Major Biblical women tend to fall into two categories. First, there are the matriarchs and other figures whose stories center around their role as mothers: Eve, Sarah, Rebecca, Rachel, Leah, and Hannah. Second, there are the women who I think of, with all due respect, as badass Jewish heroines. There's Esther, a woman living in the Persian diaspora who becomes queen and saves the Jewish community from a genocide orchestrated by a scheming court official. There's Judith, who assassinates an Assyrian general to save her town from invasion. There's Miriam, who as a child saves her younger brother Moses, and as an adult serves as a prophet who helps deliver the Jews from exile in Egypt. There's Deborah, a prophet and judge whose wisdom helps liberate the Jewish people from oppression.

Neither of those archetypes ring true to my experience. I'm child-free by choice, so choosing a woman primarily known for her role as a mother didn't feel like an appropriate fit. I admire the badass Jewish heroines, and probably, if I was converting in my early 20s instead of my mid 30s, would have chosen one of them as my namesake. But as I've gotten older, I've come to realize that I am a very ordinary, unremarkable person living a very ordinary, unremarkable life. I am not going to ascend to the royalty, assassinate a military leader, possess profound wisdom, or save my people from genocide. I am not a leader or a hero or a prophet. I am not the sort of person who ends up in historical accounts and religious scripture.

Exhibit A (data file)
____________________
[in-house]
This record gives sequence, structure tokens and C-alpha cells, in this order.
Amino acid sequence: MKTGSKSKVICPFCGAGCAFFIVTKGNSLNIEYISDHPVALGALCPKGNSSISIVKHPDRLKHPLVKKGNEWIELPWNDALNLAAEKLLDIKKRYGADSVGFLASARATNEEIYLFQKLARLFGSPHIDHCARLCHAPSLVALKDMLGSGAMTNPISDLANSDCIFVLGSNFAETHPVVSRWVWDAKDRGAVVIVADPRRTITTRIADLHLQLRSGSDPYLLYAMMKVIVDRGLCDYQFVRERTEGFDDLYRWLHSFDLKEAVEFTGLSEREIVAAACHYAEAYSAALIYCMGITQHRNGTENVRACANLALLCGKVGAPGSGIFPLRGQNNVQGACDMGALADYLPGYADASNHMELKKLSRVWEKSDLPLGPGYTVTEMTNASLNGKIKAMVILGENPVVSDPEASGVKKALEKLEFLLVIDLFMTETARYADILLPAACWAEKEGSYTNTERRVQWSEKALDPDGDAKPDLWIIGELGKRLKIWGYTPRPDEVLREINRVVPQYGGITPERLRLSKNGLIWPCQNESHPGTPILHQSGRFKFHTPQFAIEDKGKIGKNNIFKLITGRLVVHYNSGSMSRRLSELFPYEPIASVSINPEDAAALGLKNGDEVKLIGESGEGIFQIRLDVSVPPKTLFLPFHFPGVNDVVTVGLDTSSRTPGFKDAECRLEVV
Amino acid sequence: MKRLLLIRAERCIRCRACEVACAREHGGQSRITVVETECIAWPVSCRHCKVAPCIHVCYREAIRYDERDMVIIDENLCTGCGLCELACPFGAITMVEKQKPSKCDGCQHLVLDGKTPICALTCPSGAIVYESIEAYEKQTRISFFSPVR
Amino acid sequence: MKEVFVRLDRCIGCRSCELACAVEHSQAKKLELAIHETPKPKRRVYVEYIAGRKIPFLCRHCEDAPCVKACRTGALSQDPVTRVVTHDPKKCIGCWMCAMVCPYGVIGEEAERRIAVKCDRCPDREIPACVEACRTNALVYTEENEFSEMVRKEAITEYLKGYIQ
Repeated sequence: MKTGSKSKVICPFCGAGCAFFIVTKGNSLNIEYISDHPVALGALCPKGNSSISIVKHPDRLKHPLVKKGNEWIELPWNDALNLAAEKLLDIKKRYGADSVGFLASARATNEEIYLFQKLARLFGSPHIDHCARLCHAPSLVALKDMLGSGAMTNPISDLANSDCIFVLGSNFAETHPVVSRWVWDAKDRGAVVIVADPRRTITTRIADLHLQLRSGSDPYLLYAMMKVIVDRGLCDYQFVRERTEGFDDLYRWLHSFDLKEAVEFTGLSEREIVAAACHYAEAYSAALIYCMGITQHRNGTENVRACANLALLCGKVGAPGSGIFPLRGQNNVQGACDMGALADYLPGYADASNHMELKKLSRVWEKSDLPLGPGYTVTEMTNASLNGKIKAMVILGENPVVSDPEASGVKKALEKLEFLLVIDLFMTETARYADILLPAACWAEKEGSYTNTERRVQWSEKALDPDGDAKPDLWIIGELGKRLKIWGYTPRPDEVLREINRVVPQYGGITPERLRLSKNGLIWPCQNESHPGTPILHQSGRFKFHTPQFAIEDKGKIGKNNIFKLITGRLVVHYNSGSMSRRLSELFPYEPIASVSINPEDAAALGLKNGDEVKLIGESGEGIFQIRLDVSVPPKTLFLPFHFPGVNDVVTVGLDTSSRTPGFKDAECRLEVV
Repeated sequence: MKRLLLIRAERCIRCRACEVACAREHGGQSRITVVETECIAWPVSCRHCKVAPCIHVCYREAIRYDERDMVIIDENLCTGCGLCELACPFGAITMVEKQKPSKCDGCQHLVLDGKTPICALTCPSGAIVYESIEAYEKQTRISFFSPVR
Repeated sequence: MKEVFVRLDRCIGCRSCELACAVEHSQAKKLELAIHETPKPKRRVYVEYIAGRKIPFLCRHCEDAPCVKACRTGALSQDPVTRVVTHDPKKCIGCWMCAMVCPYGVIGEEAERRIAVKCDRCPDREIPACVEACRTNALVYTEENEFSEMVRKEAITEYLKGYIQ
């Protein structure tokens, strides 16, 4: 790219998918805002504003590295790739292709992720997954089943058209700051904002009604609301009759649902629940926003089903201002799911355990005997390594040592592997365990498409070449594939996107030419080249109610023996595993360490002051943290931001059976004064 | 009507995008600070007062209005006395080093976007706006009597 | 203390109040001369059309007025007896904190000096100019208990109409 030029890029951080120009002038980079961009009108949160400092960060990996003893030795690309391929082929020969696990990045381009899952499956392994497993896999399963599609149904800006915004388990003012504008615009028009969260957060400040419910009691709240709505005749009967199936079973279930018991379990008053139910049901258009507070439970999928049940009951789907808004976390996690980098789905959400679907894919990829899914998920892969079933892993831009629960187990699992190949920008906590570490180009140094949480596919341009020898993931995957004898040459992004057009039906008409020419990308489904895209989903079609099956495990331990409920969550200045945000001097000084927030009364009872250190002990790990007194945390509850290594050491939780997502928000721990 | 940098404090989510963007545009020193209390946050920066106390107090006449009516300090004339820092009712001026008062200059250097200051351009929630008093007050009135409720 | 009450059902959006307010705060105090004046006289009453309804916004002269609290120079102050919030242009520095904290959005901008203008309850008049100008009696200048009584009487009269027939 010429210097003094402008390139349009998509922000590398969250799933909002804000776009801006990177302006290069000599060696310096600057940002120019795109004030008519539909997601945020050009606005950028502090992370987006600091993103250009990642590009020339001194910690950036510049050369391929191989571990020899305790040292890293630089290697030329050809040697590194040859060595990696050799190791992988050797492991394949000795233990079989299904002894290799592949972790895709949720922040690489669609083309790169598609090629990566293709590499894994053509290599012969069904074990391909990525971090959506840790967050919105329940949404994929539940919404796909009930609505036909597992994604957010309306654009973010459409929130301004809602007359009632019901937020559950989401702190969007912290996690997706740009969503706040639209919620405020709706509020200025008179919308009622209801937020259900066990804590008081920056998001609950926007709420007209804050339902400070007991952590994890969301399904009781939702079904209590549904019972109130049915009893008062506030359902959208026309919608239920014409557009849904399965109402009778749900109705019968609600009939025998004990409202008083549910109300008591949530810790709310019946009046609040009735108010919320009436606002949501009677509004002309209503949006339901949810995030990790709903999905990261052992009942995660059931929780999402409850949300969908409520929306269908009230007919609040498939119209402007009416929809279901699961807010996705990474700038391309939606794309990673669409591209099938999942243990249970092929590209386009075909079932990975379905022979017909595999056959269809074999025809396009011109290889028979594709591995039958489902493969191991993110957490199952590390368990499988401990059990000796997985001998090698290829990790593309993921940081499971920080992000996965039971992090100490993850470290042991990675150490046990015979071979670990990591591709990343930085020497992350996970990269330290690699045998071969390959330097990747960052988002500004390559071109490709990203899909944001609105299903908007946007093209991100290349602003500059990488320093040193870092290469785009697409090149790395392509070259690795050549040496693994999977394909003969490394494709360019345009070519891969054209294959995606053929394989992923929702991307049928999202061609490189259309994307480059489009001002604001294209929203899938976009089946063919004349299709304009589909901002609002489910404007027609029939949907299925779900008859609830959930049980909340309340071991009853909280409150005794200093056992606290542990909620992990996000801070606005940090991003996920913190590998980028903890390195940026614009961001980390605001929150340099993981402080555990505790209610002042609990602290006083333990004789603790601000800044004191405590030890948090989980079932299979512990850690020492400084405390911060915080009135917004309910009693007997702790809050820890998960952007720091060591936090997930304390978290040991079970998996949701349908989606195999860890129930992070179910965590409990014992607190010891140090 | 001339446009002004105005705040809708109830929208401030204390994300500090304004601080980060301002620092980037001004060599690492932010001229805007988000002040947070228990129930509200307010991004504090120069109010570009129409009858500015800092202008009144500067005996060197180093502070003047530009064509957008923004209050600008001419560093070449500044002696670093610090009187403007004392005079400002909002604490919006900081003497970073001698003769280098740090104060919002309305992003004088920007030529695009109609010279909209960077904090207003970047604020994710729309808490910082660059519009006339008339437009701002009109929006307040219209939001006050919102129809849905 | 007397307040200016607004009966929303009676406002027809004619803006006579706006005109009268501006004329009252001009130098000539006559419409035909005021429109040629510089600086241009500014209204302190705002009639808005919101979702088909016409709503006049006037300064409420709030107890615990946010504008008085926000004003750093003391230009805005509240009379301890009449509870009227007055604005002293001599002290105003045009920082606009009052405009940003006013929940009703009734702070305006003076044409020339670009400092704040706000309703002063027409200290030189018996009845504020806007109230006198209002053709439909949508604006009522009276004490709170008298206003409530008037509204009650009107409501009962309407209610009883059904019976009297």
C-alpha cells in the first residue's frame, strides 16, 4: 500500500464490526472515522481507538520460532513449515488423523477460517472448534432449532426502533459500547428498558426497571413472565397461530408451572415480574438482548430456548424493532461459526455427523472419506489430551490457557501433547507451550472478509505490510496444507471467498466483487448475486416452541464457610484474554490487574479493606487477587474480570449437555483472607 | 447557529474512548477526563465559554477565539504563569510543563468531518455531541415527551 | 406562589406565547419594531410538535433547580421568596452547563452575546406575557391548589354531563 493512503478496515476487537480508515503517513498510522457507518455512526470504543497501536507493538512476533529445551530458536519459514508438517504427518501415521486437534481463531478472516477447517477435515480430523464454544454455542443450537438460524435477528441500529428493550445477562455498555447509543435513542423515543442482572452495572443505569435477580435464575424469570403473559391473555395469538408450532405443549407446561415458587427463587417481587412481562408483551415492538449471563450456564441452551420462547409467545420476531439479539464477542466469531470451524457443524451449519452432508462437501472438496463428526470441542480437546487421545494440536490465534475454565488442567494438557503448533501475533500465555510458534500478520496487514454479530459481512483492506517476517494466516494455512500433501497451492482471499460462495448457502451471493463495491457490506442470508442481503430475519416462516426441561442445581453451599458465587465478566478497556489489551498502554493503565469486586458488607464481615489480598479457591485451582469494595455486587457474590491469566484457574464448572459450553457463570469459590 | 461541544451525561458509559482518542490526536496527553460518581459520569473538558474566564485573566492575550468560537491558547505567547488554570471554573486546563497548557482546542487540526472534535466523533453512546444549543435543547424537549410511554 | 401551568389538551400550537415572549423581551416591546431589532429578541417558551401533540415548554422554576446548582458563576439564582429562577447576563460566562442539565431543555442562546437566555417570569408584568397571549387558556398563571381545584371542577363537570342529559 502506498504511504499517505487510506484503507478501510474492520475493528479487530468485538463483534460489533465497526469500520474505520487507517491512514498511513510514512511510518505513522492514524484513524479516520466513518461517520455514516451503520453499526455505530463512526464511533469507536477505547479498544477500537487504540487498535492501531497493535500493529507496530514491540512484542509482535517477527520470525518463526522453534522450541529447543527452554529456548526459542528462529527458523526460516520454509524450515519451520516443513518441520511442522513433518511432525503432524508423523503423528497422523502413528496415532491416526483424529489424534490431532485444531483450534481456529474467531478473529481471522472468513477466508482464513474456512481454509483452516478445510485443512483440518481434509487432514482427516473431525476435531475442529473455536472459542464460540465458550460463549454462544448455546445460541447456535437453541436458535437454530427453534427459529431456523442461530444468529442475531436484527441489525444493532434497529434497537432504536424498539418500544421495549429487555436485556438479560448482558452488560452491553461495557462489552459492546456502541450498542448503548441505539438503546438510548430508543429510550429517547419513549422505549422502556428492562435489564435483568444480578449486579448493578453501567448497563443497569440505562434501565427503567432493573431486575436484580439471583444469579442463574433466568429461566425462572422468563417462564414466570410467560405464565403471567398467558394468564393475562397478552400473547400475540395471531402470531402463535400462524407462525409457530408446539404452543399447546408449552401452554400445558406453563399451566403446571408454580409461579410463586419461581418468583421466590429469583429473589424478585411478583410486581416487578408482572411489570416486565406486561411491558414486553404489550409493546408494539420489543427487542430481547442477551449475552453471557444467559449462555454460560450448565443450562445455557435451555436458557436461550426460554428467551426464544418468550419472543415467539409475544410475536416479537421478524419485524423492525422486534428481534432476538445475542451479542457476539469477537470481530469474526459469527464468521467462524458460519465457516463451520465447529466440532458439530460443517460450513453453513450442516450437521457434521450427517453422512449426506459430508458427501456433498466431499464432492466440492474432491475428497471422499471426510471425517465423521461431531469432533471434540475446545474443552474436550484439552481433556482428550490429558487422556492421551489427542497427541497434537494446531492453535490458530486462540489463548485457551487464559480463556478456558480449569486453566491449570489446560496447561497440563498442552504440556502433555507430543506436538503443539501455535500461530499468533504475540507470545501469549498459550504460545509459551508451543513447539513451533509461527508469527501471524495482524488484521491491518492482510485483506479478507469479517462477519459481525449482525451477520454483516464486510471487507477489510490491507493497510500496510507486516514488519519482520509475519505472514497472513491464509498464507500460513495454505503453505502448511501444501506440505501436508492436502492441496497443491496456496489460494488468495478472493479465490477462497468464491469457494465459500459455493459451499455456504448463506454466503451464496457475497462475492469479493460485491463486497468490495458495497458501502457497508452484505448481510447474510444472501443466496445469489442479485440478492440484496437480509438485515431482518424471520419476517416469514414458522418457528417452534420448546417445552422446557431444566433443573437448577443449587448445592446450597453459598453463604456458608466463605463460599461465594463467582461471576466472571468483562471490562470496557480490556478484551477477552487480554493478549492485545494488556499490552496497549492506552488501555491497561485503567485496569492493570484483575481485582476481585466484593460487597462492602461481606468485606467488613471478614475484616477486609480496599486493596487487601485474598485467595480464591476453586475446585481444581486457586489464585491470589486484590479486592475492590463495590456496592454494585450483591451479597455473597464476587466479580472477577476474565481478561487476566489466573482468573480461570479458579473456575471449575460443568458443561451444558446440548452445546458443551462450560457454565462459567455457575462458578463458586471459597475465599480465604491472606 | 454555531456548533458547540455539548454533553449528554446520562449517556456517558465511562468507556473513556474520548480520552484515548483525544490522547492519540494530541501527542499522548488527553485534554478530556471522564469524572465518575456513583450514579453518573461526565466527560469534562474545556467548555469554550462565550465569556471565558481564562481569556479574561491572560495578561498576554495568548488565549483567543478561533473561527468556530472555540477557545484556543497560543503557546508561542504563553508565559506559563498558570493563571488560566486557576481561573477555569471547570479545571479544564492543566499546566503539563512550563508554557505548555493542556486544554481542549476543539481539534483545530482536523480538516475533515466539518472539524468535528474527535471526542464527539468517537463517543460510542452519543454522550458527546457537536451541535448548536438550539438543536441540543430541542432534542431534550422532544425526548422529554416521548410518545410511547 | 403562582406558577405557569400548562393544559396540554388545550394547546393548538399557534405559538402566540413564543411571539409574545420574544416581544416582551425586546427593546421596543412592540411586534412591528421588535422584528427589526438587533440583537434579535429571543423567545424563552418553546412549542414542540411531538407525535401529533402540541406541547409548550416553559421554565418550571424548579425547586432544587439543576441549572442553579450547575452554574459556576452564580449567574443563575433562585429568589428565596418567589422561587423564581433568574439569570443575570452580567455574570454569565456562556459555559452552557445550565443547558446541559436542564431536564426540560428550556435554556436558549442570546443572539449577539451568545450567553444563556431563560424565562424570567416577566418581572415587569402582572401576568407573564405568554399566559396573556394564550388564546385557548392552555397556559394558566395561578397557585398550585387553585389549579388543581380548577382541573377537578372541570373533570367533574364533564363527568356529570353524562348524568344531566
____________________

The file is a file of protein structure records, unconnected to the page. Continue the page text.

Then I remembered Ruth.

Since I was raised Catholic, I was introduced to Ruth as a dutiful daughter-in-law, the paradigm of feminine obedience. It sounded like a suspiciously tidy Biblical way to prop up the institutional patriarchy of the Catholic Church, and I never gave Ruth's story more than a cursory read.

In the Jewish context, Ruth is viewed through a somewhat different lens. The Ruth-as-dutiful-daughter-in-law characterization does exist. But more prominently, she is celebrated for her identity as a convert—Ruth was a Moabite woman who converted to Judaism and eventually became the great-grandmother of King David, who is admired for his leadership and whose lineage will eventually include the Messiah (in Christianity, one of the reasons Jesus is considered the Messiah is because he is a descendant of David). Under traditional Jewish law, Jewishness is passed down through the mother, so a convert's role as the Messianic foremother is validating and empowering to me as a Jew-by-choice (and I suspect many others, since Ruth is a popular Hebrew name among converts).

The Ruth-as-convert narrative was intriguing, so I decided to give the Book of Ruth a close reading. To summarize (if you like, you can read the whole thing for yourself via Sefaria, a free online library of Jewish texts), a man from Bethlehem flees Judah (an ancient Hebrew kingdom in modern-day Israel) due to famine, settling with his wife Naomi and two sons in the country of Moab (an ancient kingdom in modern-day Jordan). The sons marry Moabite women, one of whom is Ruth. Time passes. The husband and sons die, leaving Naomi and her daughters-in-law widows. Naomi decides to return to her homeland, and tells her daughters-in-law to stay in Moab, remarry, and live happy lives. One of them tearfully acquiesces. Ruth refuses.